The high energetic particle package (HEPP) on-board the China Seismo-Electromagnetic Satellite (CSES) was launched on February 2, 2018. This package includes three independent detectors: HEPP-H, HEPP-L, and HEPP-X. HEPP-H and HEPP-L can detect energetic electrons from 100 keV to approximately 50 MeV and protons from 2 MeV to approximately 200 MeV. HEPP-X can measure solar X-rays in the energy range from 1 keV to approximately 20 keV. The objective of the HEPP payload was to provide a survey of energetic particles with high energy, pitch angle, and time resolutions in order to gain new insight into the space radiation environments of the near-Earth system. Particularly, the HEPP can provide new measurements of the magnetic storm related precipitation of electrons in the slot region, and the dynamics of radiation belts. In this paper, the HEPP scientific data sets are described and initial results are provided. The scientific data can show variations in the flux of energetic particles during magnetic storms.
The electromagnetic satellite Zhangheng 01 (ZH-01) was successfully launched on February 2, 2018. The GNSS Radio Occultation (GRO) receiver on board the satellite is able to observe the occultation events of GPS and BeiDou navigation satellites. We analyzed the data acquired during the in-orbit testing period. We concludes that the GRO ionosphere inversion results are reasonable, the trend is correct, the satellite can observe about 600 ionosphere occultation events each day. The global coverage of more than 30000 consecutive GRO events in more than two months were analyzed and compared with COSMIC observations: both the GRO and COSMIC occultation can realize global coverage: the NmF2 and HmF2 global distributions are similar and change obviously with latitude. We used three digisondes at different latitudes to analyze and compare the spatio-temporally consistent GRO data: the RMSE of GRO NmF2 relative to digisonde is better than 9.41%, the correlation coefficient is better than 0.8682: the relative RMSE of HmF2 is better than 7.80% and the correlation coefficient is better than 0.7066.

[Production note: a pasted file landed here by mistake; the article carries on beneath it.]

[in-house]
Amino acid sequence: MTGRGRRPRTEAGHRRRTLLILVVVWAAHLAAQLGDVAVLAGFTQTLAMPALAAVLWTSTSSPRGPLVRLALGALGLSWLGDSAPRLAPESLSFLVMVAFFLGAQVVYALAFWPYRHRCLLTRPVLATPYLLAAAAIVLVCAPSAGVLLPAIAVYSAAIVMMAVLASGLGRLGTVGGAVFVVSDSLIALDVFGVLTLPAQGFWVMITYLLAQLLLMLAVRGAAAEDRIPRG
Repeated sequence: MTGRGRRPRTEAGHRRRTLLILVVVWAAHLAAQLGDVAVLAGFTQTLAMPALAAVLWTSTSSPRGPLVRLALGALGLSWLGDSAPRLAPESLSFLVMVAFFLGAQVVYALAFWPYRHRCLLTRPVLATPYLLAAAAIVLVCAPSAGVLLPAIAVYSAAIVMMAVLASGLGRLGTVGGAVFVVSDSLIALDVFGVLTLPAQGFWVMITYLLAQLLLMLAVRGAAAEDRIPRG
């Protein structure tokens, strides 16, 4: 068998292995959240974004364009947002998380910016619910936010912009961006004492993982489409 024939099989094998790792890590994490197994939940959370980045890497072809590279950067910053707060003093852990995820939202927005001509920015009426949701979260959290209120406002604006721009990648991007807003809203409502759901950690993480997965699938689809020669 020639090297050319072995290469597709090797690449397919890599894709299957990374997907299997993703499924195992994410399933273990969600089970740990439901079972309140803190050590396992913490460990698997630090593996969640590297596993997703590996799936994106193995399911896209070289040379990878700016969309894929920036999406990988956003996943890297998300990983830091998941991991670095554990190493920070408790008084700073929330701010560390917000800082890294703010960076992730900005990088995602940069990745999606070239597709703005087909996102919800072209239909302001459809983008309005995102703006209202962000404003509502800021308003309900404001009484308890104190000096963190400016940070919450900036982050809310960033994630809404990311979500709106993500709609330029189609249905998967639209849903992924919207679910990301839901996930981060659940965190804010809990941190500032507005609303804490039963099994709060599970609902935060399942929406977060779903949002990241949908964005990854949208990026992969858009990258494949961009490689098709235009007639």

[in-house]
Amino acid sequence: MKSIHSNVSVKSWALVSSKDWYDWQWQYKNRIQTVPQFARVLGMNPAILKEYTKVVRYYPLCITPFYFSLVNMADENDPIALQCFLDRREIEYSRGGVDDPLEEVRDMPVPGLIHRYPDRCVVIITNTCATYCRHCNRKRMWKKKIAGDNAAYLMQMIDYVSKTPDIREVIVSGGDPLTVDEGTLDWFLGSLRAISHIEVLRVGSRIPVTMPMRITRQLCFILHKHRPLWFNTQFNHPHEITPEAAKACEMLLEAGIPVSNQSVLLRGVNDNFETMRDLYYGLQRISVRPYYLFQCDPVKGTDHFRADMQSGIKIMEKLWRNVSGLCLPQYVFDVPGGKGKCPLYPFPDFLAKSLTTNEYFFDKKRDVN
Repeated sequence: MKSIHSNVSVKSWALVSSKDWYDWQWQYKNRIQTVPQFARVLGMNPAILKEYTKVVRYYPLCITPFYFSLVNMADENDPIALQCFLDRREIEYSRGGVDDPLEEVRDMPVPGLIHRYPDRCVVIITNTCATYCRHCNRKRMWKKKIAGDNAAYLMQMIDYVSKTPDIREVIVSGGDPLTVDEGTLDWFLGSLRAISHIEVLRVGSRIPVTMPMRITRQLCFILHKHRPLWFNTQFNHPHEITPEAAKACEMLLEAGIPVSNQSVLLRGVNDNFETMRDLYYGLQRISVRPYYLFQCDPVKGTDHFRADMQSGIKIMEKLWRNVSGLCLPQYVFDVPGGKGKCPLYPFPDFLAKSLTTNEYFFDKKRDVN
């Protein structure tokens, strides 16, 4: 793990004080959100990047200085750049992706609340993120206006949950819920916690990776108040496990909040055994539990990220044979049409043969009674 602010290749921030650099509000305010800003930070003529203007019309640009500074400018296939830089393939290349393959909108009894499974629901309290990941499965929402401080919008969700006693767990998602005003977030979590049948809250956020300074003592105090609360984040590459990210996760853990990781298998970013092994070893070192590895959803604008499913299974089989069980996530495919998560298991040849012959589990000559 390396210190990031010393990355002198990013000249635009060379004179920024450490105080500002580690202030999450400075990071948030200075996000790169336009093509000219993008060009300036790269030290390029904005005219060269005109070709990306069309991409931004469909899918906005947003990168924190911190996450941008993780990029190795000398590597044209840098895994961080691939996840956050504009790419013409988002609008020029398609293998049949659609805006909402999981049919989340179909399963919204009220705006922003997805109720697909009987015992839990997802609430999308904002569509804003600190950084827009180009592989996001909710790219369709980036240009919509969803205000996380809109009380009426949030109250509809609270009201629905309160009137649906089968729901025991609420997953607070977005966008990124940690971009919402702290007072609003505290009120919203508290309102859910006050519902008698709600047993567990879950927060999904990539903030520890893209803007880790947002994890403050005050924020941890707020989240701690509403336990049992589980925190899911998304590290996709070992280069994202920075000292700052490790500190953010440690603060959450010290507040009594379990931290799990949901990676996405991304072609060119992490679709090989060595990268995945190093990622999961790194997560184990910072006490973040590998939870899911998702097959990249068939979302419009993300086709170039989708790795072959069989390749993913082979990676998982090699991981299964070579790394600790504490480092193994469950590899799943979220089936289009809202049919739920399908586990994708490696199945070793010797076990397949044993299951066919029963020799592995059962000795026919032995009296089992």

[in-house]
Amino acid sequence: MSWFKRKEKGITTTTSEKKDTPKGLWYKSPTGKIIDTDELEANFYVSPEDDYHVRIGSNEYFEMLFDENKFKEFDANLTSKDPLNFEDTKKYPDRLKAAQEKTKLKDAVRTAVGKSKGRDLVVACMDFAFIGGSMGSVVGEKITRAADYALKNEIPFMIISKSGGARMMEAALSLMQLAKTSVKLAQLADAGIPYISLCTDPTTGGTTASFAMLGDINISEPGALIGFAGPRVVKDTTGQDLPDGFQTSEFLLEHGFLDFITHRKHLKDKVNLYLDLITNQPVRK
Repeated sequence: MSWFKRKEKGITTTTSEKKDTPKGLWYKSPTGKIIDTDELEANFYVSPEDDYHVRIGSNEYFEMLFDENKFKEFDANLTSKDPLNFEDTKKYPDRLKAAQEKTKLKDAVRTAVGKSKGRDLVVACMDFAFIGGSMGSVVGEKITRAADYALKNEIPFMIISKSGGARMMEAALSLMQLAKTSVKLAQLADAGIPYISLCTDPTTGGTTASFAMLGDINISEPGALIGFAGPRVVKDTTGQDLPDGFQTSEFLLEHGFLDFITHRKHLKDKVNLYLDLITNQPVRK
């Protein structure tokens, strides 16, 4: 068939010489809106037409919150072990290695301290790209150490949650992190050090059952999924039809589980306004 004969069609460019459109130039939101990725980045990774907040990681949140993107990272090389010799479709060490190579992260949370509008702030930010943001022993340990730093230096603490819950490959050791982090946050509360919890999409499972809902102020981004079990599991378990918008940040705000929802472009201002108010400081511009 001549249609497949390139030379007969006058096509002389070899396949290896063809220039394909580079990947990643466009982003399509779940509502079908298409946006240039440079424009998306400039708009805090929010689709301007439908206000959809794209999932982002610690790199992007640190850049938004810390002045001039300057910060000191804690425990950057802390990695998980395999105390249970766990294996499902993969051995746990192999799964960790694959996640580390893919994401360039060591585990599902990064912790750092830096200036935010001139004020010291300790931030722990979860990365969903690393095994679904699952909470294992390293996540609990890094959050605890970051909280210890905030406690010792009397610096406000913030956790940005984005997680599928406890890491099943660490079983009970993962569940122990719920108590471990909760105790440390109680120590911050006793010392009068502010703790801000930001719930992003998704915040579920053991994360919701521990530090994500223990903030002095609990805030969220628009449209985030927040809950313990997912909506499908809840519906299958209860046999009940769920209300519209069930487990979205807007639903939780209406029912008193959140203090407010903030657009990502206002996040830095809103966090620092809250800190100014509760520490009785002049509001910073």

This paper reports, for the first time, observation results of the Coherent Beacon System (CBS) onboard the China Seismo-Electromagnetic Satellite-1 (CSES-1). We describe the CBS, and the Computerized Ionospheric Tomography (CIT) algorithm program is validated by numerical experiment. Two examples are shown, for daytime and nighttime respectively. The Equatorial Ionization Anomaly (EIA) can be seen, and the northern crest core is located at ~20°N in the reconstruction image at 07:28 UTC on 20 July 2018 (daytime). Disturbances are shown in the reconstruction image at 18:40 UTC on 13 July 2018 (nighttime). We find that beacon measurements are more consistent with ionosonde measurements than model results, by comparing NmF2 at three sites at Lanzhou, Chongqing, and Kunming; consistency with ionosonde measurements validates beacon measurements. Finally, we have studied Vertical Total Electron Content (VTEC) variations from ground to ~500 km (the height of CSES-1 orbit) and ratios of VTEC between beacon measurements and CODE (Center for Orbit Determination in Europe) data. VTEC variation from ground to ~500 km has a range of 7.2–16.5 TECU for the daytime case and a range of 1.1–1.7 TECU for the nighttime case. The Beacon/CODE ratio of VTEC varies with latitude and time. The mean Beacon/CODE ratio is 0.69 for the daytime case and 0.26 for the nighttime case. The fact that the nighttime case yields lower ratios indicates the higher altitude of the ionosphere during nighttime when the ionosphere is assumed to be a thin layer.